But more worrying than the number of passes completed by City is how action was completely concentrated in the middle and away thirds — the latter being Chelsea’s defensive side — throughout the affair. City were able to make only 7% of their passing attempts in their defence, whereas Chelsea were forced to make 40% of them with their backs against the wall. As such, only 11% of the game’s “actions” were made on City’s defensive third, and 36% on Chelsea’s.
There is not much to highlight from City’s passing stats that has not been lauded on all corners of the internet by this point. Especially Gündogan’s game, who broke career and Premier League records with his cheer number of passes attempted and completed.
167 - Ilkay Gündogan completed more passes on his own today vs Chelsea than Stoke City did as a team vs Southampton yesterday (162). Machine. pic.twitter.com/gasAoxwEfb— OptaJoe (@OptaJoe) March 4, 2018
“Amazingly” enough, they were very successful with their long passing. The perks of playing without any pressure!
Chelsea were the complete opposite of City in many regards. But none is more evident than their passing numbers.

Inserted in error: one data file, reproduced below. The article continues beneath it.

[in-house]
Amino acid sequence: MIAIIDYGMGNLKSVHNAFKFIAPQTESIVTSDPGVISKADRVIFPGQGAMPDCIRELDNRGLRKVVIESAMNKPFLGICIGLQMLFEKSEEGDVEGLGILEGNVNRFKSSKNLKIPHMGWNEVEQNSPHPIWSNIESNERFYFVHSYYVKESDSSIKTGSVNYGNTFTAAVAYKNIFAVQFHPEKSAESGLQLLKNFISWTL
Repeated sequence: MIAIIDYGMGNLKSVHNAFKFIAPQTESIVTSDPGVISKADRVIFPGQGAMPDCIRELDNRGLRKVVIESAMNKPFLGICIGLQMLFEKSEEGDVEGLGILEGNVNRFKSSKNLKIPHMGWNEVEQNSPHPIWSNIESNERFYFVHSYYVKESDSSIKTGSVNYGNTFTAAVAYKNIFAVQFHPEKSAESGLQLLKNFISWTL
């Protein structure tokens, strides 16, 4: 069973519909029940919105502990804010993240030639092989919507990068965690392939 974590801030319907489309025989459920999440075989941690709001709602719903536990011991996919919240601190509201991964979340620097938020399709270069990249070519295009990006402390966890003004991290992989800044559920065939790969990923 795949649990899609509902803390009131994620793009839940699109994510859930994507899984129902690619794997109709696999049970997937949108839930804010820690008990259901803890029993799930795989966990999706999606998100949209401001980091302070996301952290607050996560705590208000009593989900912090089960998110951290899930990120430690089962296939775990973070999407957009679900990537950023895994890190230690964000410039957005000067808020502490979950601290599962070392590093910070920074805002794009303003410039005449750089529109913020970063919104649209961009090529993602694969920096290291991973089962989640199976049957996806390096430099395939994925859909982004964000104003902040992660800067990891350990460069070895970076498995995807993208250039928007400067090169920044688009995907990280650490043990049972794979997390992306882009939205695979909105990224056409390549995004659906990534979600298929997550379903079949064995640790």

Upon ranking players in touches, you would have goalkeeper Courtois tied in fourth-place with left wing back Marcos Alonso. And yes: Courtois had more touches than Drinkwater. A midfielder.
The thicker the arrow, the more combinations were made between players in the map. And City’s are as T H I C C as humanly possible!
In contrast, Chelsea’s plot appear to have been drawn by those ultra-thin pens that cost a fortune in stationery shops. And very few of those met our players upfront, as the map gives good backing to Eden’s complaints.
Speaking of which, above are Eden Hazard’s touches in the 90 minutes he stayed on the pitch. Notice how many of those are scattered all over the pitch, loads of which in our own half (at the right) and only one in City’s box.
And now, Sergio Agüero’s who played the same position as Hazard and had as many touches as the Belgian. Huge difference between a make-shift and a proper centre-forward!
Neither side were truly stellar in defensive stats, although City did not need such a thing out of their dominating ways in all other aspects of the game. But it’s interesting to note that most of City’s tackles — and actions overall — were done in our half, while Chelsea were only able to attempt and complete a single tackle on their opposition’s side. Another evidence as to how effective they were with their high-line, high-pressing scheme.
See also how the tackles are scattered on the wings, since those were the areas in which City were bringing themselves forward more often. Stretch and attack, the Guardiola way.
And at least, something in which Chelsea were superior: aerial duels! After the sh*t show that was dealing with striker Romelu Lukaku whenever one of his Manchester United teammates managed to find space to put one of their many crosses into our box in the weekend before the City game, Chelsea had it easy against a team that very well can, but will not make a heavy use of hoofed balls to move forward.